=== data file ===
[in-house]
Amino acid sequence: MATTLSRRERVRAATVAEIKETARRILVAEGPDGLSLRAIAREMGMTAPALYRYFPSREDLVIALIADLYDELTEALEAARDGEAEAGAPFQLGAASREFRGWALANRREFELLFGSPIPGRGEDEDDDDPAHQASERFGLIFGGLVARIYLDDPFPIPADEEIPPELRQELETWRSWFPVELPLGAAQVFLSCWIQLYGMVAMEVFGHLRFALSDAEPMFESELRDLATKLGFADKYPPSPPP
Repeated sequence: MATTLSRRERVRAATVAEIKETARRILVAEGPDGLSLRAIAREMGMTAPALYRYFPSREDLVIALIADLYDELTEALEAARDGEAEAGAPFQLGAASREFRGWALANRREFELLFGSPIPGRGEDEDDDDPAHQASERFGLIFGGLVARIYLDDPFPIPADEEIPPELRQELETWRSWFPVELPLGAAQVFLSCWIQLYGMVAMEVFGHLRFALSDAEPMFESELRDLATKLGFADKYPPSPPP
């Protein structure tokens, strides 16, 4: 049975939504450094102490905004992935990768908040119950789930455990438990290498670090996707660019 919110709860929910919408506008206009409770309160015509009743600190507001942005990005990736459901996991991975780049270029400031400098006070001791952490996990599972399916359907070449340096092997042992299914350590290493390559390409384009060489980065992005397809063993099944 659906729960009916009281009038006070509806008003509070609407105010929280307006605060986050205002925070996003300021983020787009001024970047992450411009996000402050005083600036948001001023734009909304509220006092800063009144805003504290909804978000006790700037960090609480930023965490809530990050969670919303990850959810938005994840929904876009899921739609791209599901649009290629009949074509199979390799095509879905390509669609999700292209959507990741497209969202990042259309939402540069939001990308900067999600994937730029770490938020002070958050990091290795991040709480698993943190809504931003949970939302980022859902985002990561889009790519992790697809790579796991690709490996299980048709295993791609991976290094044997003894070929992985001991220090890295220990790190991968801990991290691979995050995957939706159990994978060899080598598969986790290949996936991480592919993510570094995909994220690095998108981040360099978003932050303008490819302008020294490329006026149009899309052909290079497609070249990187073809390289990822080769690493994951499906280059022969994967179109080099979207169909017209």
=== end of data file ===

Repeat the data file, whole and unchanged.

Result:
[in-house]
Amino acid sequence: MATTLSRRERVRAATVAEIKETARRILVAEGPDGLSLRAIAREMGMTAPALYRYFPSREDLVIALIADLYDELTEALEAARDGEAEAGAPFQLGAASREFRGWALANRREFELLFGSPIPGRGEDEDDDDPAHQASERFGLIFGGLVARIYLDDPFPIPADEEIPPELRQELETWRSWFPVELPLGAAQVFLSCWIQLYGMVAMEVFGHLRFALSDAEPMFESELRDLATKLGFADKYPPSPPP
Repeated sequence: MATTLSRRERVRAATVAEIKETARRILVAEGPDGLSLRAIAREMGMTAPALYRYFPSREDLVIALIADLYDELTEALEAARDGEAEAGAPFQLGAASREFRGWALANRREFELLFGSPIPGRGEDEDDDDPAHQASERFGLIFGGLVARIYLDDPFPIPADEEIPPELRQELETWRSWFPVELPLGAAQVFLSCWIQLYGMVAMEVFGHLRFALSDAEPMFESELRDLATKLGFADKYPPSPPP
């Protein structure tokens, strides 16, 4: 049975939504450094102490905004992935990768908040119950789930455990438990290498670090996707660019 919110709860929910919408506008206009409770309160015509009743600190507001942005990005990736459901996991991975780049270029400031400098006070001791952490996990599972399916359907070449340096092997042992299914350590290493390559390409384009060489980065992005397809063993099944 659906729960009916009281009038006070509806008003509070609407105010929280307006605060986050205002925070996003300021983020787009001024970047992450411009996000402050005083600036948001001023734009909304509220006092800063009144805003504290909804978000006790700037960090609480930023965490809530990050969670919303990850959810938005994840929904876009899921739609791209599901649009290629009949074509199979390799095509879905390509669609999700292209959507990741497209969202990042259309939402540069939001990308900067999600994937730029770490938020002070958050990091290795991040709480698993943190809504931003949970939302980022859902985002990561889009790519992790697809790579796991690709490996299980048709295993791609991976290094044997003894070929992985001991220090890295220990790190991968801990991290691979995050995957939706159990994978060899080598598969986790290949996936991480592919993510570094995909994220690095998108981040360099978003932050303008490819302008020294490329006026149009899309052909290079497609070249990187073809390289990822080769690493994951499906280059022969994967179109080099979207169909017209």